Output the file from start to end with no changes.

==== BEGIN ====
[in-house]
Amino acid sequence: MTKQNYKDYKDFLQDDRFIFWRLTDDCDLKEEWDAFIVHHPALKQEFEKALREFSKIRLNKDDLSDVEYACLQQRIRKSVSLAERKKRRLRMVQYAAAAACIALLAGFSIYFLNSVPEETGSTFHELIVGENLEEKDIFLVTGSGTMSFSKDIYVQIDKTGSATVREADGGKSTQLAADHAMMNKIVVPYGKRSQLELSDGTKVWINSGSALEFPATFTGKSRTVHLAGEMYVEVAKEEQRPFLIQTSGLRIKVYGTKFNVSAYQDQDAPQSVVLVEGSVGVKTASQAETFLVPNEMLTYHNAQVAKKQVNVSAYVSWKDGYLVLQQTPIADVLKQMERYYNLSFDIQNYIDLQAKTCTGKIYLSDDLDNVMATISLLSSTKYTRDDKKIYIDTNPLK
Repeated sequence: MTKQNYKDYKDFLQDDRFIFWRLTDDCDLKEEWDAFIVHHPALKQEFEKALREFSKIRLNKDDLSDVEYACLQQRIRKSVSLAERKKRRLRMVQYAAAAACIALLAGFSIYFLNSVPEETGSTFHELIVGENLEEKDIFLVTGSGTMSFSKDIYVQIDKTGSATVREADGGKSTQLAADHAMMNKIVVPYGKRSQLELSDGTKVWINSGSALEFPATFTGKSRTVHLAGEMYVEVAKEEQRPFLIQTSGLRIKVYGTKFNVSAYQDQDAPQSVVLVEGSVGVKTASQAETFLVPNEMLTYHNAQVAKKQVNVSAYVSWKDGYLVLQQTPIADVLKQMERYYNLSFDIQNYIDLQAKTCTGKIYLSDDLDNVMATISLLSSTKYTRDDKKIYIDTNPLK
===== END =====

[in-house]
Amino acid sequence: MTKQNYKDYKDFLQDDRFIFWRLTDDCDLKEEWDAFIVHHPALKQEFEKALREFSKIRLNKDDLSDVEYACLQQRIRKSVSLAERKKRRLRMVQYAAAAACIALLAGFSIYFLNSVPEETGSTFHELIVGENLEEKDIFLVTGSGTMSFSKDIYVQIDKTGSATVREADGGKSTQLAADHAMMNKIVVPYGKRSQLELSDGTKVWINSGSALEFPATFTGKSRTVHLAGEMYVEVAKEEQRPFLIQTSGLRIKVYGTKFNVSAYQDQDAPQSVVLVEGSVGVKTASQAETFLVPNEMLTYHNAQVAKKQVNVSAYVSWKDGYLVLQQTPIADVLKQMERYYNLSFDIQNYIDLQAKTCTGKIYLSDDLDNVMATISLLSSTKYTRDDKKIYIDTNPLK
Repeated sequence: MTKQNYKDYKDFLQDDRFIFWRLTDDCDLKEEWDAFIVHHPALKQEFEKALREFSKIRLNKDDLSDVEYACLQQRIRKSVSLAERKKRRLRMVQYAAAAACIALLAGFSIYFLNSVPEETGSTFHELIVGENLEEKDIFLVTGSGTMSFSKDIYVQIDKTGSATVREADGGKSTQLAADHAMMNKIVVPYGKRSQLELSDGTKVWINSGSALEFPATFTGKSRTVHLAGEMYVEVAKEEQRPFLIQTSGLRIKVYGTKFNVSAYQDQDAPQSVVLVEGSVGVKTASQAETFLVPNEMLTYHNAQVAKKQVNVSAYVSWKDGYLVLQQTPIADVLKQMERYYNLSFDIQNYIDLQAKTCTGKIYLSDDLDNVMATISLLSSTKYTRDDKKIYIDTNPLK